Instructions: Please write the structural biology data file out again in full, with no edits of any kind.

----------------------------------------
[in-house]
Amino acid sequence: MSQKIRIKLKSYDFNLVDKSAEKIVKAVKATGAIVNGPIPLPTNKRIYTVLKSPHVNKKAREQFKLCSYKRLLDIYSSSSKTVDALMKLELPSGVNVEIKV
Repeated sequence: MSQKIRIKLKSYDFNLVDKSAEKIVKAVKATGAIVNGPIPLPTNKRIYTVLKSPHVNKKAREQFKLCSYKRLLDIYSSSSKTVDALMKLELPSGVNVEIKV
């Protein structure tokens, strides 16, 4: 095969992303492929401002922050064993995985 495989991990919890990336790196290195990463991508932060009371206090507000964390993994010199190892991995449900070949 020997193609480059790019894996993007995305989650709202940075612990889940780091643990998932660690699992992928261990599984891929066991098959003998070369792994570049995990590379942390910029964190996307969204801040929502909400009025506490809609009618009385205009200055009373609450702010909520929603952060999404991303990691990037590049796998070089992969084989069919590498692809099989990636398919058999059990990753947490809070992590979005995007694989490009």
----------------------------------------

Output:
[in-house]
Amino acid sequence: MSQKIRIKLKSYDFNLVDKSAEKIVKAVKATGAIVNGPIPLPTNKRIYTVLKSPHVNKKAREQFKLCSYKRLLDIYSSSSKTVDALMKLELPSGVNVEIKV
Repeated sequence: MSQKIRIKLKSYDFNLVDKSAEKIVKAVKATGAIVNGPIPLPTNKRIYTVLKSPHVNKKAREQFKLCSYKRLLDIYSSSSKTVDALMKLELPSGVNVEIKV
């Protein structure tokens, strides 16, 4: 095969992303492929401002922050064993995985 495989991990919890990336790196290195990463991508932060009371206090507000964390993994010199190892991995449900070949 020997193609480059790019894996993007995305989650709202940075612990889940780091643990998932660690699992992928261990599984891929066991098959003998070369792994570049995990590379942390910029964190996307969204801040929502909400009025506490809609009618009385205009200055009373609450702010909520929603952060999404991303990691990037590049796998070089992969084989069919590498692809099989990636398919058999059990990753947490809070992590979005995007694989490009």